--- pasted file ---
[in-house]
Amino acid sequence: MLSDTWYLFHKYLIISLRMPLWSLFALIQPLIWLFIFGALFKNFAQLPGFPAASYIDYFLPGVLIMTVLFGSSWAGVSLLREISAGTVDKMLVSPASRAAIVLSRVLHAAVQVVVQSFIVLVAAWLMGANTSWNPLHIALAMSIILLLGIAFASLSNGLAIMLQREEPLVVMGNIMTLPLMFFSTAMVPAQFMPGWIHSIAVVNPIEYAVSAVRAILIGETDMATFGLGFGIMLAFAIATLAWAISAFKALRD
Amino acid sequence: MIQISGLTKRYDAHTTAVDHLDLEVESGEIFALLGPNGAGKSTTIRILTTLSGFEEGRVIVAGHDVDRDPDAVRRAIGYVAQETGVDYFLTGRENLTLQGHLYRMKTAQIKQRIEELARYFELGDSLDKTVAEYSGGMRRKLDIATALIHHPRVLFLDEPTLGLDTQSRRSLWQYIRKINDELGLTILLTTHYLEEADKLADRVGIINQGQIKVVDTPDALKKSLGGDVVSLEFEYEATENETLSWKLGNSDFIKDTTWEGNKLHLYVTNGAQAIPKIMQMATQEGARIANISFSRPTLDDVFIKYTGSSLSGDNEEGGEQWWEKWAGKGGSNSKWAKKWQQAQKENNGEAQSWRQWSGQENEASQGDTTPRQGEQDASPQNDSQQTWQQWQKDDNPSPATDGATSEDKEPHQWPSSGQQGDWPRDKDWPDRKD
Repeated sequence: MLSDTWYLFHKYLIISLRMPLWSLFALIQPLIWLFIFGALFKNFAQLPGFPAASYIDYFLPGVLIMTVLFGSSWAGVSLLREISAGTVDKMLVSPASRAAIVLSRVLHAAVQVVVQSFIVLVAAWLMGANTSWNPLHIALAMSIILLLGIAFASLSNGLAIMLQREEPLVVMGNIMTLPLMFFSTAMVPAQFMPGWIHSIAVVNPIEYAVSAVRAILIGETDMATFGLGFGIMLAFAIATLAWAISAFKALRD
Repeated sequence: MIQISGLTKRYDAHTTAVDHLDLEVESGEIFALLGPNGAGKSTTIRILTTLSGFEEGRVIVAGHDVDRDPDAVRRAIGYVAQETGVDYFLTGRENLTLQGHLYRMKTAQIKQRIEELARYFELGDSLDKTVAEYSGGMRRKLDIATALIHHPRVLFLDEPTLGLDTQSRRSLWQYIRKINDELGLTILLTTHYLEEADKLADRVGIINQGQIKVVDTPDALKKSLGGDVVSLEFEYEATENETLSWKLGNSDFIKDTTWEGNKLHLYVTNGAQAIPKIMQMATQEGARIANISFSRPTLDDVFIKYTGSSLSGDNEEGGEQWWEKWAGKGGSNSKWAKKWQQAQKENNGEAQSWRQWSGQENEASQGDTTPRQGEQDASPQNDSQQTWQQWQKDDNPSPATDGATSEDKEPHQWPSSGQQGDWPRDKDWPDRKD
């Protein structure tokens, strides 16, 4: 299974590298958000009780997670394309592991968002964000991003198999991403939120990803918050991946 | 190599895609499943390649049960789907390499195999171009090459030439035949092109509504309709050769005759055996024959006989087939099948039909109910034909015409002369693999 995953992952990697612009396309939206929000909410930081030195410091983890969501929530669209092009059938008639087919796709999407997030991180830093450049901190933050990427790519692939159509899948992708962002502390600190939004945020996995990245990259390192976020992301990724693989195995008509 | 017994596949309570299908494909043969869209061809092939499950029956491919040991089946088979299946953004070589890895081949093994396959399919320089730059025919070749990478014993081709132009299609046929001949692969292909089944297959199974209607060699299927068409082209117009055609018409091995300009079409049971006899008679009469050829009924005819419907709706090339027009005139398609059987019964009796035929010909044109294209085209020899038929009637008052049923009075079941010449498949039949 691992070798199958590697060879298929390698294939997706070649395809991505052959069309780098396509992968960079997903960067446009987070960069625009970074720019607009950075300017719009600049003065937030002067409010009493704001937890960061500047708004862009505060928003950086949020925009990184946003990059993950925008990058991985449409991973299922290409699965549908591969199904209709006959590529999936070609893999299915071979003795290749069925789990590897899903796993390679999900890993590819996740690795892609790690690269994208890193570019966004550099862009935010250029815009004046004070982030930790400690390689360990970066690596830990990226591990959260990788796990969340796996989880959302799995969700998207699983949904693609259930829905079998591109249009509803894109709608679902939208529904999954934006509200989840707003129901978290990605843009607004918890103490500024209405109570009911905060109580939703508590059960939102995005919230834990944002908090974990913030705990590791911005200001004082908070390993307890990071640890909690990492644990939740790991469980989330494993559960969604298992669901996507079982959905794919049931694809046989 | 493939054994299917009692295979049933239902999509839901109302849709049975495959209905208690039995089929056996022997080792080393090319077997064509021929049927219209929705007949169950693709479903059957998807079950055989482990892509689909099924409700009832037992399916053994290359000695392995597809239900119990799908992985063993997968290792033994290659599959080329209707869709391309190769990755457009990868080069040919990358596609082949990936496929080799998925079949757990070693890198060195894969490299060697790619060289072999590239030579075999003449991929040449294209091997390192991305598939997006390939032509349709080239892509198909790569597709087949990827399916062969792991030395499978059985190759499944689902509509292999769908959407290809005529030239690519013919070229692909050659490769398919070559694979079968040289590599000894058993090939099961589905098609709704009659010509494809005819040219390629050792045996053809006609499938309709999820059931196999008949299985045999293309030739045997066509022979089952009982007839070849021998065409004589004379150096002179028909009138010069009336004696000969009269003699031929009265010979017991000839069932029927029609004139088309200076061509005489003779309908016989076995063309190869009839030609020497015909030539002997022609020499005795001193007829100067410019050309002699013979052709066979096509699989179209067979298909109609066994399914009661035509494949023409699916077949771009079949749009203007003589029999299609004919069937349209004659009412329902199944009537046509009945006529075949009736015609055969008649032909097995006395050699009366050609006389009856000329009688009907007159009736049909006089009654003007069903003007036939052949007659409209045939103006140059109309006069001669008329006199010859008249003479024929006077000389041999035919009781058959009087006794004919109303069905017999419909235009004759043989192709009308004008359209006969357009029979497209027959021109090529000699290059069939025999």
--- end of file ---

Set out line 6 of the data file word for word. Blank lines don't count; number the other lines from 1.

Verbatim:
């Protein structure tokens, strides 16, 4: 299974590298958000009780997670394309592991968002964000991003198999991403939120990803918050991946 | 190599895609499943390649049960789907390499195999171009090459030439035949092109509504309709050769005759055996024959006989087939099948039909109910034909015409002369693999 995953992952990697612009396309939206929000909410930081030195410091983890969501929530669209092009059938008639087919796709999407997030991180830093450049901190933050990427790519692939159509899948992708962002502390600190939004945020996995990245990259390192976020992301990724693989195995008509 | 017994596949309570299908494909043969869209061809092939499950029956491919040991089946088979299946953004070589890895081949093994396959399919320089730059025919070749990478014993081709132009299609046929001949692969292909089944297959199974209607060699299927068409082209117009055609018409091995300009079409049971006899008679009469050829009924005819419907709706090339027009005139398609059987019964009796035929010909044109294209085209020899038929009637008052049923009075079941010449498949039949 691992070798199958590697060879298929390698294939997706070649395809991505052959069309780098396509992968960079997903960067446009987070960069625009970074720019607009950075300017719009600049003065937030002067409010009493704001937890960061500047708004862009505060928003950086949020925009990184946003990059993950925008990058991985449409991973299922290409699965549908591969199904209709006959590529999936070609893999299915071979003795290749069925789990590897899903796993390679999900890993590819996740690795892609790690690269994208890193570019966004550099862009935010250029815009004046004070982030930790400690390689360990970066690596830990990226591990959260990788796990969340796996989880959302799995969700998207699983949904693609259930829905079998591109249009509803894109709608679902939208529904999954934006509200989840707003129901978290990605843009607004918890103490500024209405109570009911905060109580939703508590059960939102995005919230834990944002908090974990913030705990590791911005200001004082908070390993307890990071640890909690990492644990939740790991469980989330494993559960969604298992669901996507079982959905794919049931694809046989 | 493939054994299917009692295979049933239902999509839901109302849709049975495959209905208690039995089929056996022997080792080393090319077997064509021929049927219209929705007949169950693709479903059957998807079950055989482990892509689909099924409700009832037992399916053994290359000695392995597809239900119990799908992985063993997968290792033994290659599959080329209707869709391309190769990755457009990868080069040919990358596609082949990936496929080799998925079949757990070693890198060195894969490299060697790619060289072999590239030579075999003449991929040449294209091997390192991305598939997006390939032509349709080239892509198909790569597709087949990827399916062969792991030395499978059985190759499944689902509509292999769908959407290809005529030239690519013919070229692909050659490769398919070559694979079968040289590599000894058993090939099961589905098609709704009659010509494809005819040219390629050792045996053809006609499938309709999820059931196999008949299985045999293309030739045997066509022979089952009982007839070849021998065409004589004379150096002179028909009138010069009336004696000969009269003699031929009265010979017991000839069932029927029609004139088309200076061509005489003779309908016989076995063309190869009839030609020497015909030539002997022609020499005795001193007829100067410019050309002699013979052709066979096509699989179209067979298909109609066994399914009661035509494949023409699916077949771009079949749009203007003589029999299609004919069937349209004659009412329902199944009537046509009945006529075949009736015609055969008649032909097995006395050699009366050609006389009856000329009688009907007159009736049909006089009654003007069903003007036939052949007659409209045939103006140059109309006069001669008329006199010859008249003479024929006077000389041999035919009781058959009087006794004919109303069905017999419909235009004759043989192709009308004008359209006969357009029979497209027959021109090529000699290059069939025999």